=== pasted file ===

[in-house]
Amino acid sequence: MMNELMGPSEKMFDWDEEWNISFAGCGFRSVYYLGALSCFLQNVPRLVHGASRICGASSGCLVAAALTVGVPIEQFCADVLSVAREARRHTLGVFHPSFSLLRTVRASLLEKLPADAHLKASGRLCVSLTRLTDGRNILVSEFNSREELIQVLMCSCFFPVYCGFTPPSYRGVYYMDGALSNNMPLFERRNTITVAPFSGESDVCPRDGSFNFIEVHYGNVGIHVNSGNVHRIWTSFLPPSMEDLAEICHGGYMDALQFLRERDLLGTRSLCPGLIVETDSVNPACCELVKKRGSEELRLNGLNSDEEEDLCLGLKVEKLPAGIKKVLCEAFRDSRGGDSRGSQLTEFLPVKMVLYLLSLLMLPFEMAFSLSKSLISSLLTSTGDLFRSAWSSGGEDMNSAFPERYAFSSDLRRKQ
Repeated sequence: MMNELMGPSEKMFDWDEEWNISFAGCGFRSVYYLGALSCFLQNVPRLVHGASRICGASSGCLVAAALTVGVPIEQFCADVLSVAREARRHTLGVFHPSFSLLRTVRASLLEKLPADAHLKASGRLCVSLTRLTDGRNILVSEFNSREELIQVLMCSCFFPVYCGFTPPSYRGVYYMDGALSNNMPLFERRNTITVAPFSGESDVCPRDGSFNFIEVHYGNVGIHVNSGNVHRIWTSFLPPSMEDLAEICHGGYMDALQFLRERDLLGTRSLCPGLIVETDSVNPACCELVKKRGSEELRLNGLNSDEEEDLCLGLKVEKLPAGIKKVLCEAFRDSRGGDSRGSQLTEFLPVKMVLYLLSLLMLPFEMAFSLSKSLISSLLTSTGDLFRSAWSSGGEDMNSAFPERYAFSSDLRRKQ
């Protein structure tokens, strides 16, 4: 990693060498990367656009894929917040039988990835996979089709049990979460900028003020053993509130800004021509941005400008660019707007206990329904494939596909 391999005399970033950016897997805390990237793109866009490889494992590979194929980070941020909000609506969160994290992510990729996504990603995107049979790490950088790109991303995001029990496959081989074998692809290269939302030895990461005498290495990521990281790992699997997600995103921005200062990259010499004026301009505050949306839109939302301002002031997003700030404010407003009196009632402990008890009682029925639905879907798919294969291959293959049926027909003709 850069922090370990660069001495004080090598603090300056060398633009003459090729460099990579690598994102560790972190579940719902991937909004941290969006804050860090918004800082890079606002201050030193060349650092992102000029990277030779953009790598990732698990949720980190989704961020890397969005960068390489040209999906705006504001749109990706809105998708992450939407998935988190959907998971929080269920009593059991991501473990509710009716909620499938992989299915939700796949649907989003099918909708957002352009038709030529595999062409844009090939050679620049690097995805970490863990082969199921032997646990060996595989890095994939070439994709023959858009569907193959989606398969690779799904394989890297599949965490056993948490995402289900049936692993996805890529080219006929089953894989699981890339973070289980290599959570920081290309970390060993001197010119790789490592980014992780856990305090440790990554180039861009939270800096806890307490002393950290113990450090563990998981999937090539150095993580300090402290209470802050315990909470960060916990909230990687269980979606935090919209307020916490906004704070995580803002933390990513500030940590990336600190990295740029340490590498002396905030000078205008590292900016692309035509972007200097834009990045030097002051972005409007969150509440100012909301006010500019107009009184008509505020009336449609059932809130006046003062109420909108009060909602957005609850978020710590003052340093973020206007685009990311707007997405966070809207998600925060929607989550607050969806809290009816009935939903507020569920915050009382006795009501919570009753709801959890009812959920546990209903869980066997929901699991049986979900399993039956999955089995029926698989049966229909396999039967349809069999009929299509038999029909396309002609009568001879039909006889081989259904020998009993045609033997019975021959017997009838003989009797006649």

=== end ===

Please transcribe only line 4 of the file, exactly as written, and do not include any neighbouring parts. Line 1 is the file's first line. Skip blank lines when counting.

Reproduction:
């Protein structure tokens, strides 16, 4: 990693060498990367656009894929917040039988990835996979089709049990979460900028003020053993509130800004021509941005400008660019707007206990329904494939596909 391999005399970033950016897997805390990237793109866009490889494992590979194929980070941020909000609506969160994290992510990729996504990603995107049979790490950088790109991303995001029990496959081989074998692809290269939302030895990461005498290495990521990281790992699997997600995103921005200062990259010499004026301009505050949306839109939302301002002031997003700030404010407003009196009632402990008890009682029925639905879907798919294969291959293959049926027909003709 850069922090370990660069001495004080090598603090300056060398633009003459090729460099990579690598994102560790972190579940719902991937909004941290969006804050860090918004800082890079606002201050030193060349650092992102000029990277030779953009790598990732698990949720980190989704961020890397969005960068390489040209999906705006504001749109990706809105998708992450939407998935988190959907998971929080269920009593059991991501473990509710009716909620499938992989299915939700796949649907989003099918909708957002352009038709030529595999062409844009090939050679620049690097995805970490863990082969199921032997646990060996595989890095994939070439994709023959858009569907193959989606398969690779799904394989890297599949965490056993948490995402289900049936692993996805890529080219006929089953894989699981890339973070289980290599959570920081290309970390060993001197010119790789490592980014992780856990305090440790990554180039861009939270800096806890307490002393950290113990450090563990998981999937090539150095993580300090402290209470802050315990909470960060916990909230990687269980979606935090919209307020916490906004704070995580803002933390990513500030940590990336600190990295740029340490590498002396905030000078205008590292900016692309035509972007200097834009990045030097002051972005409007969150509440100012909301006010500019107009009184008509505020009336449609059932809130006046003062109420909108009060909602957005609850978020710590003052340093973020206007685009990311707007997405966070809207998600925060929607989550607050969806809290009816009935939903507020569920915050009382006795009501919570009753709801959890009812959920546990209903869980066997929901699991049986979900399993039956999955089995029926698989049966229909396999039967349809069999009929299509038999029909396309002609009568001879039909006889081989259904020998009993045609033997019975021959017997009838003989009797006649």